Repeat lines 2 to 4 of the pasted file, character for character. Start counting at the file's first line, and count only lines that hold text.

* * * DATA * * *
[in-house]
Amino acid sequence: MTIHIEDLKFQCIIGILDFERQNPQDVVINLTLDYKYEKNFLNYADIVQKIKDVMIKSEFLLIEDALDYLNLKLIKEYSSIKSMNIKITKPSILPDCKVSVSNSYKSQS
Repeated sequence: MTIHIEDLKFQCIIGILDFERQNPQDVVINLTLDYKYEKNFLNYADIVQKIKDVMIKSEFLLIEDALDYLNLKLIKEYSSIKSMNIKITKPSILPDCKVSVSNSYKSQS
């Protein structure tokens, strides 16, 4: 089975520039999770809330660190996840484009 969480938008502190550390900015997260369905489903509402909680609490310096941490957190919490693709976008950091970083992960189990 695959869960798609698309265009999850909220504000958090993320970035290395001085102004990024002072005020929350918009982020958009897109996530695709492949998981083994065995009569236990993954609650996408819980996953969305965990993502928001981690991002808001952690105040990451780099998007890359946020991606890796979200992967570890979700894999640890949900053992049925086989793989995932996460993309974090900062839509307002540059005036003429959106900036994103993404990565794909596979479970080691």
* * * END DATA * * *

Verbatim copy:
Amino acid sequence: MTIHIEDLKFQCIIGILDFERQNPQDVVINLTLDYKYEKNFLNYADIVQKIKDVMIKSEFLLIEDALDYLNLKLIKEYSSIKSMNIKITKPSILPDCKVSVSNSYKSQS
Repeated sequence: MTIHIEDLKFQCIIGILDFERQNPQDVVINLTLDYKYEKNFLNYADIVQKIKDVMIKSEFLLIEDALDYLNLKLIKEYSSIKSMNIKITKPSILPDCKVSVSNSYKSQS
């Protein structure tokens, strides 16, 4: 089975520039999770809330660190996840484009 969480938008502190550390900015997260369905489903509402909680609490310096941490957190919490693709976008950091970083992960189990 695959869960798609698309265009999850909220504000958090993320970035290395001085102004990024002072005020929350918009982020958009897109996530695709492949998981083994065995009569236990993954609650996408819980996953969305965990993502928001981690991002808001952690105040990451780099998007890359946020991606890796979200992967570890979700894999640890949900053992049925086989793989995932996460993309974090900062839509307002540059005036003429959106900036994103993404990565794909596979479970080691």